This summer, Kenyon gained new ground— about 40 acres of it. The College purchased Walker Pond, located northwest of Gambier, and its surrounding area from Hal Walker ’57 at a cost of $342,000.
Associate Professor of Biology Andrew Kerkhoff said the Walker Farm, which includes the pond, was purchased by the Philander Chase Conservancy, a subsidiary organization of the College that aims to maintain the rural character of the region surrounding Gambier.
The land has a diverse ecosystem, with animals ranging from typical pond-dwelling species such as frogs, to land-dwelling species like deer and raccoons, according to the article “On Walker Pond,” published Aug 30 on the College’s website. The research opportunities offered by the pond are as numerous as they are unique. Director of Green Initiatives David Heithaus said students with majors in biology, environmental studies, chemistry and even the humanities could study at the pond at some point during their Kenyon careers.
“The pond provides a shallow, forested, freshwater ecosystem unlike anything we have at the BFEC [Brown Family Environmental Center],” Heithaus said.
The pond and the surrounding land were part of the original 8,000 acres purchased by Philander Chase before the founding of Kenyon in the 1820s. The pond’s most recent owner was Kenyon alumnus Walker ’57, a descendent of Holmes. Heithaus said Walker decided to sell the property because “they were interested in downsizing their maintenance requirements, and felt the College would be good stewards and neighbors.”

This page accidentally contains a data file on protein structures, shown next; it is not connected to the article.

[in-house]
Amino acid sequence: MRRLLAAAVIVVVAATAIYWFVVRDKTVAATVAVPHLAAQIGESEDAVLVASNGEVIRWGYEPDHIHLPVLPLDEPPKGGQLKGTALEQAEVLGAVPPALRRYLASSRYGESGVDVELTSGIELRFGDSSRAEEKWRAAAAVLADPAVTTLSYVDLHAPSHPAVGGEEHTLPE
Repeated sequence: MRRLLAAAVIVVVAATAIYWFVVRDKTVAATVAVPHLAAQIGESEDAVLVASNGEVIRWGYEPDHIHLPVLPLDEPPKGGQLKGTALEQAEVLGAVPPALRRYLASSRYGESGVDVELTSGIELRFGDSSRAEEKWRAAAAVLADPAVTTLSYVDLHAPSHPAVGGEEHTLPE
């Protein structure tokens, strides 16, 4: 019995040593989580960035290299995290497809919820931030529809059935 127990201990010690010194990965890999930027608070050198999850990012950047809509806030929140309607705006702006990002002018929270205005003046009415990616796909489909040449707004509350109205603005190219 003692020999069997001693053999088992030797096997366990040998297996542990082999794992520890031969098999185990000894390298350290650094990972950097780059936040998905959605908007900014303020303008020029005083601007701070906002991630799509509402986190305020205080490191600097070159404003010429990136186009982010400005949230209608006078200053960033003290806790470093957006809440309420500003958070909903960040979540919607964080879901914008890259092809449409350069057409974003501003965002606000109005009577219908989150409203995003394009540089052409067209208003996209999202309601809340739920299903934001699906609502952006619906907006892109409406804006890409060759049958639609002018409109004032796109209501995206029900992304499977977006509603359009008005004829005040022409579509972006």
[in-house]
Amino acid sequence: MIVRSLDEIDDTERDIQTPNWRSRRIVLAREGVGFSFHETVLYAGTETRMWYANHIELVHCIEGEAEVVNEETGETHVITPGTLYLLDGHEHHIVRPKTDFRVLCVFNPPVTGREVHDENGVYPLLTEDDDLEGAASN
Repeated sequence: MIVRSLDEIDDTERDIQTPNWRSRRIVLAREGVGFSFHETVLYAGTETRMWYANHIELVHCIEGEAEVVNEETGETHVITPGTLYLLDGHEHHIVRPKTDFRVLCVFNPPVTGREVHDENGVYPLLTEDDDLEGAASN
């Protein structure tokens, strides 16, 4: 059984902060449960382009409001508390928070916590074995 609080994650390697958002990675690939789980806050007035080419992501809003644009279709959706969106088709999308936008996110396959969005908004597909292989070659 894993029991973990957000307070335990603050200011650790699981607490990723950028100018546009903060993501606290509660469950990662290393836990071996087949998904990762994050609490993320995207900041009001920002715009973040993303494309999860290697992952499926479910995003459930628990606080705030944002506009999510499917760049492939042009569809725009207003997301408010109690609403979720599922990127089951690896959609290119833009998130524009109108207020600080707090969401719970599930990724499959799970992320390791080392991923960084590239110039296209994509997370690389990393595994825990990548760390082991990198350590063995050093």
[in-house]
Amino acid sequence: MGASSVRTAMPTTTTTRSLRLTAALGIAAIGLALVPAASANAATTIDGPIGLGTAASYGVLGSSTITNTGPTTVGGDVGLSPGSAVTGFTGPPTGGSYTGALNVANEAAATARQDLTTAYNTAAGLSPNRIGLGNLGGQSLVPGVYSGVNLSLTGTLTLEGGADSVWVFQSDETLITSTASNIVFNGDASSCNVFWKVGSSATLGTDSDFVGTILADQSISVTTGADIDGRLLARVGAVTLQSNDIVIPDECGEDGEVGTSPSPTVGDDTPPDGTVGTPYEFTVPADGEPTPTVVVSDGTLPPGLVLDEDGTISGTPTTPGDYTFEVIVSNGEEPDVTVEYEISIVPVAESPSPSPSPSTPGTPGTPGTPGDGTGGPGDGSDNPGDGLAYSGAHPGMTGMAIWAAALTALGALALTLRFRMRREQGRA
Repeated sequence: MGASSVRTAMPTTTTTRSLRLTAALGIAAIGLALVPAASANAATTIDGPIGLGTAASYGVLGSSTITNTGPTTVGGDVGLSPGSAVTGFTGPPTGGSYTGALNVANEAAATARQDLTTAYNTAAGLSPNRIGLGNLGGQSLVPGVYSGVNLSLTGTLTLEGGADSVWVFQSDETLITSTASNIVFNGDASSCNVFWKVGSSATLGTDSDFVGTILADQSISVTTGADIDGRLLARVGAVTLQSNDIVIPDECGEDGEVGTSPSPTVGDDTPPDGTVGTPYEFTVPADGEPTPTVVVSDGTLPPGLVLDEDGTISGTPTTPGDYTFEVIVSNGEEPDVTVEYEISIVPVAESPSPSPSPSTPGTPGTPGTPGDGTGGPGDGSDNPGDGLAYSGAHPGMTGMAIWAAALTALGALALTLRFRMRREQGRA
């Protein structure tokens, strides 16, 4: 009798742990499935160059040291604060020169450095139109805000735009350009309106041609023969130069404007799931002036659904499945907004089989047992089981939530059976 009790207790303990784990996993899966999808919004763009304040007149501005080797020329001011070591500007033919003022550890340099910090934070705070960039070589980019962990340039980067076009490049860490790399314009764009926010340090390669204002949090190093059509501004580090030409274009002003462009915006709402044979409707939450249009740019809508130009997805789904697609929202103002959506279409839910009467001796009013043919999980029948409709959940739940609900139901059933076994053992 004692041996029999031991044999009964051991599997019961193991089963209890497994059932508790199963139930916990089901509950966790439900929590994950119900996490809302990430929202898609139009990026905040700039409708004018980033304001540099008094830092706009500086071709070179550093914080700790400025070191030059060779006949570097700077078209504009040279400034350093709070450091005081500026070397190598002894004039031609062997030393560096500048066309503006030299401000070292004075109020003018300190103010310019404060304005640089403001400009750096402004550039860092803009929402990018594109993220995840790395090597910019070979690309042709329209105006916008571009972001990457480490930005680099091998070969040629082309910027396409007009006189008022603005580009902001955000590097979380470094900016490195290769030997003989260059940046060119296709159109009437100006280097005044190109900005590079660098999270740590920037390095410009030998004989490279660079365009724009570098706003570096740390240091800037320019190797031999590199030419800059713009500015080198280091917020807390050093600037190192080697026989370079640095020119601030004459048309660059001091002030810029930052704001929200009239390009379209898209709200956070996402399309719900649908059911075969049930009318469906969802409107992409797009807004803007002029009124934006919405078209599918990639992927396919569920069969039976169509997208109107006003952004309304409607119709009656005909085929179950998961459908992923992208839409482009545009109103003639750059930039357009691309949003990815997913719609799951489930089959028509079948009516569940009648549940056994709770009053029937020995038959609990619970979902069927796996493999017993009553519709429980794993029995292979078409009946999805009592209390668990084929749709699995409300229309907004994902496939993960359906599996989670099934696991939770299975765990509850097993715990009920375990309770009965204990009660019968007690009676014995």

Student research at the pond is expected to begin this year, a prospect that exites Liza Martin ’20, who has an interest in pursuing environmental studies.
“I’m super excited to have access to the Walker Pond because it will completely diversify the pool of species from which I am able to research,” Martin said. “Wetland ecosystems are a particular interest for me, so I will definitely make use of the pond.”
Martin said the purchase of the land will be particularly beneficial consideringthe College’s increased investment in the environmental studies department. With plans in the works to connect existing BFEC public hiking trails to the pond, the current possibilities seem endless.
“The property was purchased primarily to protect its natural character,” Heithaus said. “We would like to share this new resource as widely as possible in the context of safe access and being good neighbors.”